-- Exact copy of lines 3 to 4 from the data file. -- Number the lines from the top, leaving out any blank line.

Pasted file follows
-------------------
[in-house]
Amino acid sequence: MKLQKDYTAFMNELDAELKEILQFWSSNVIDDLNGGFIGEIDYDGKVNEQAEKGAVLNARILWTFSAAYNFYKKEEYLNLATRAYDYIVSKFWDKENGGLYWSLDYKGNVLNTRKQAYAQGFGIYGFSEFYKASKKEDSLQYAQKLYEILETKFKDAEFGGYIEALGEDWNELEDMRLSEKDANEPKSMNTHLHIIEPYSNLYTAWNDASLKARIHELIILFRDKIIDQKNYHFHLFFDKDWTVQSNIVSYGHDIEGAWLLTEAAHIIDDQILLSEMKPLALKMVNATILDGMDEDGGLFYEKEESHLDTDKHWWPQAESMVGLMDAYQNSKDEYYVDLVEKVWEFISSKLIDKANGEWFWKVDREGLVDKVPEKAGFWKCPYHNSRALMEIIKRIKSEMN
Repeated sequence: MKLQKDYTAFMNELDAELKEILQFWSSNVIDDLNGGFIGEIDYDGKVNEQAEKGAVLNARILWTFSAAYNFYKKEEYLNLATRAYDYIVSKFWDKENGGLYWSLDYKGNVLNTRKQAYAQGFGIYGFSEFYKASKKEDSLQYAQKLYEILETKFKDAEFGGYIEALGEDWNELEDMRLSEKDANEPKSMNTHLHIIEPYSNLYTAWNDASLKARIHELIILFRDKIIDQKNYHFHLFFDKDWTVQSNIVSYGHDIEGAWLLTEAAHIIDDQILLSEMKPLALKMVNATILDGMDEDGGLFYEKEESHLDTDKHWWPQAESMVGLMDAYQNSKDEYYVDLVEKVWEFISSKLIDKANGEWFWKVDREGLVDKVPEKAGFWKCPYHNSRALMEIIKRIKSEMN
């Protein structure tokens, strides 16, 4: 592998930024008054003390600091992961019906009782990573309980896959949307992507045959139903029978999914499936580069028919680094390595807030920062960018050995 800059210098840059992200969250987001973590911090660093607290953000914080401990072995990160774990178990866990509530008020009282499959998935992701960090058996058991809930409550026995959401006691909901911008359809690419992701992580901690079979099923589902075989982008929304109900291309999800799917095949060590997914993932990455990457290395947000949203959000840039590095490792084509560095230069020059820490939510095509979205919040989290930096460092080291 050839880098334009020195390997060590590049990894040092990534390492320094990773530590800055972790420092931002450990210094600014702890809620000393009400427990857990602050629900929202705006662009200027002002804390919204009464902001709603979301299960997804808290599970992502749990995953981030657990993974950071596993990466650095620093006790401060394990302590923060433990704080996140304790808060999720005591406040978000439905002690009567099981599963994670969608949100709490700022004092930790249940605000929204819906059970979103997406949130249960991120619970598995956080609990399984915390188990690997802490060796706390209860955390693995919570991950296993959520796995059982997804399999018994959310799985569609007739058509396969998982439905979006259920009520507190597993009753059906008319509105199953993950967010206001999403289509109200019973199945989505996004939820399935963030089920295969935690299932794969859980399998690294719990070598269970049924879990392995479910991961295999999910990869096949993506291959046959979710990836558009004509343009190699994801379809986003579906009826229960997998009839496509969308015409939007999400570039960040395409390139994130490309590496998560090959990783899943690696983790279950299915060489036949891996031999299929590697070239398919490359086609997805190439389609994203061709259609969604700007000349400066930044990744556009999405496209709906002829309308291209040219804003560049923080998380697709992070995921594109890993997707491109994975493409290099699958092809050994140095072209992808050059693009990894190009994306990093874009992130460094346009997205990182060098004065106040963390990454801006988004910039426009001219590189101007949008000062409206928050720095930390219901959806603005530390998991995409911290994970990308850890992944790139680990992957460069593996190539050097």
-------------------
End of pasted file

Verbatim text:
Repeated sequence: MKLQKDYTAFMNELDAELKEILQFWSSNVIDDLNGGFIGEIDYDGKVNEQAEKGAVLNARILWTFSAAYNFYKKEEYLNLATRAYDYIVSKFWDKENGGLYWSLDYKGNVLNTRKQAYAQGFGIYGFSEFYKASKKEDSLQYAQKLYEILETKFKDAEFGGYIEALGEDWNELEDMRLSEKDANEPKSMNTHLHIIEPYSNLYTAWNDASLKARIHELIILFRDKIIDQKNYHFHLFFDKDWTVQSNIVSYGHDIEGAWLLTEAAHIIDDQILLSEMKPLALKMVNATILDGMDEDGGLFYEKEESHLDTDKHWWPQAESMVGLMDAYQNSKDEYYVDLVEKVWEFISSKLIDKANGEWFWKVDREGLVDKVPEKAGFWKCPYHNSRALMEIIKRIKSEMN
């Protein structure tokens, strides 16, 4: 592998930024008054003390600091992961019906009782990573309980896959949307992507045959139903029978999914499936580069028919680094390595807030920062960018050995 800059210098840059992200969250987001973590911090660093607290953000914080401990072995990160774990178990866990509530008020009282499959998935992701960090058996058991809930409550026995959401006691909901911008359809690419992701992580901690079979099923589902075989982008929304109900291309999800799917095949060590997914993932990455990457290395947000949203959000840039590095490792084509560095230069020059820490939510095509979205919040989290930096460092080291 050839880098334009020195390997060590590049990894040092990534390492320094990773530590800055972790420092931002450990210094600014702890809620000393009400427990857990602050629900929202705006662009200027002002804390919204009464902001709603979301299960997804808290599970992502749990995953981030657990993974950071596993990466650095620093006790401060394990302590923060433990704080996140304790808060999720005591406040978000439905002690009567099981599963994670969608949100709490700022004092930790249940605000929204819906059970979103997406949130249960991120619970598995956080609990399984915390188990690997802490060796706390209860955390693995919570991950296993959520796995059982997804399999018994959310799985569609007739058509396969998982439905979006259920009520507190597993009753059906008319509105199953993950967010206001999403289509109200019973199945989505996004939820399935963030089920295969935690299932794969859980399998690294719990070598269970049924879990392995479910991961295999999910990869096949993506291959046959979710990836558009004509343009190699994801379809986003579906009826229960997998009839496509969308015409939007999400570039960040395409390139994130490309590496998560090959990783899943690696983790279950299915060489036949891996031999299929590697070239398919490359086609997805190439389609994203061709259609969604700007000349400066930044990744556009999405496209709906002829309308291209040219804003560049923080998380697709992070995921594109890993997707491109994975493409290099699958092809050994140095072209992808050059693009990894190009994306990093874009992130460094346009997205990182060098004065106040963390990454801006988004910039426009001219590189101007949008000062409206928050720095930390219901959806603005530390998991995409911290994970990308850890992944790139680990992957460069593996190539050097």